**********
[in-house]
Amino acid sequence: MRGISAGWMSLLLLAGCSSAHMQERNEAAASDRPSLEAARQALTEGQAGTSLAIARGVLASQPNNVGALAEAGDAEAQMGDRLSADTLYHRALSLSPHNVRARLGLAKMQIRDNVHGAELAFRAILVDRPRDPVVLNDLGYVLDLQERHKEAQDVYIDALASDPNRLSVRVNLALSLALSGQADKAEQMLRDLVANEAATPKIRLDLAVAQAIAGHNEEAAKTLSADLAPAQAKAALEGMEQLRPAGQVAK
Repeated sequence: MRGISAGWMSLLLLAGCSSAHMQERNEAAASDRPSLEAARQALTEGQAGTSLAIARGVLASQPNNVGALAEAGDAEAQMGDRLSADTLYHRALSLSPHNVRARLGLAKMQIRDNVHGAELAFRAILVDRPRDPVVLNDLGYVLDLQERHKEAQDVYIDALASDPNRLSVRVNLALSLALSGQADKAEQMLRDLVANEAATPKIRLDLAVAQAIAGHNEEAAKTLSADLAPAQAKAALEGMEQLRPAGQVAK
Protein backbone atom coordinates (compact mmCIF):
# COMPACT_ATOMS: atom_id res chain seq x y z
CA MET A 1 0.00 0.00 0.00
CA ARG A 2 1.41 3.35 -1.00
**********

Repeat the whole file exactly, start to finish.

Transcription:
[in-house]
Amino acid sequence: MRGISAGWMSLLLLAGCSSAHMQERNEAAASDRPSLEAARQALTEGQAGTSLAIARGVLASQPNNVGALAEAGDAEAQMGDRLSADTLYHRALSLSPHNVRARLGLAKMQIRDNVHGAELAFRAILVDRPRDPVVLNDLGYVLDLQERHKEAQDVYIDALASDPNRLSVRVNLALSLALSGQADKAEQMLRDLVANEAATPKIRLDLAVAQAIAGHNEEAAKTLSADLAPAQAKAALEGMEQLRPAGQVAK
Repeated sequence: MRGISAGWMSLLLLAGCSSAHMQERNEAAASDRPSLEAARQALTEGQAGTSLAIARGVLASQPNNVGALAEAGDAEAQMGDRLSADTLYHRALSLSPHNVRARLGLAKMQIRDNVHGAELAFRAILVDRPRDPVVLNDLGYVLDLQERHKEAQDVYIDALASDPNRLSVRVNLALSLALSGQADKAEQMLRDLVANEAATPKIRLDLAVAQAIAGHNEEAAKTLSADLAPAQAKAALEGMEQLRPAGQVAK
Protein backbone atom coordinates (compact mmCIF):
# COMPACT_ATOMS: atom_id res chain seq x y z
CA MET A 1 0.00 0.00 0.00
CA ARG A 2 1.41 3.35 -1.00